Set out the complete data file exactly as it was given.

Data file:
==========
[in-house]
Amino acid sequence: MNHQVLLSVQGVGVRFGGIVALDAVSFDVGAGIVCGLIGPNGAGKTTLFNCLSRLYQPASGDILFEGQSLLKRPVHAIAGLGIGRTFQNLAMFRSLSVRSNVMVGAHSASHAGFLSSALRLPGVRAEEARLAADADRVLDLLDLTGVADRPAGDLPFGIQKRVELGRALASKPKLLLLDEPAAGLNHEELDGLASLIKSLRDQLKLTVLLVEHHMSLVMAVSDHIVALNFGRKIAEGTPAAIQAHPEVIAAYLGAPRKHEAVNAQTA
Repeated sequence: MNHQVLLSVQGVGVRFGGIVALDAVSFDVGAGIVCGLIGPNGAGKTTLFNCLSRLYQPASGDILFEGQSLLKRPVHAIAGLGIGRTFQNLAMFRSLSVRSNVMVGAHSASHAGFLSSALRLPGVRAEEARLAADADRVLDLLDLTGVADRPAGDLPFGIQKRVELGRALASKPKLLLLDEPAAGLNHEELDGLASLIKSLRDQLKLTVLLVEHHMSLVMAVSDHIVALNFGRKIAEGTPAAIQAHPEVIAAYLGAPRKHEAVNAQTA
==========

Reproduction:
[in-house]
Amino acid sequence: MNHQVLLSVQGVGVRFGGIVALDAVSFDVGAGIVCGLIGPNGAGKTTLFNCLSRLYQPASGDILFEGQSLLKRPVHAIAGLGIGRTFQNLAMFRSLSVRSNVMVGAHSASHAGFLSSALRLPGVRAEEARLAADADRVLDLLDLTGVADRPAGDLPFGIQKRVELGRALASKPKLLLLDEPAAGLNHEELDGLASLIKSLRDQLKLTVLLVEHHMSLVMAVSDHIVALNFGRKIAEGTPAAIQAHPEVIAAYLGAPRKHEAVNAQTA
Repeated sequence: MNHQVLLSVQGVGVRFGGIVALDAVSFDVGAGIVCGLIGPNGAGKTTLFNCLSRLYQPASGDILFEGQSLLKRPVHAIAGLGIGRTFQNLAMFRSLSVRSNVMVGAHSASHAGFLSSALRLPGVRAEEARLAADADRVLDLLDLTGVADRPAGDLPFGIQKRVELGRALASKPKLLLLDEPAAGLNHEELDGLASLIKSLRDQLKLTVLLVEHHMSLVMAVSDHIVALNFGRKIAEGTPAAIQAHPEVIAAYLGAPRKHEAVNAQTA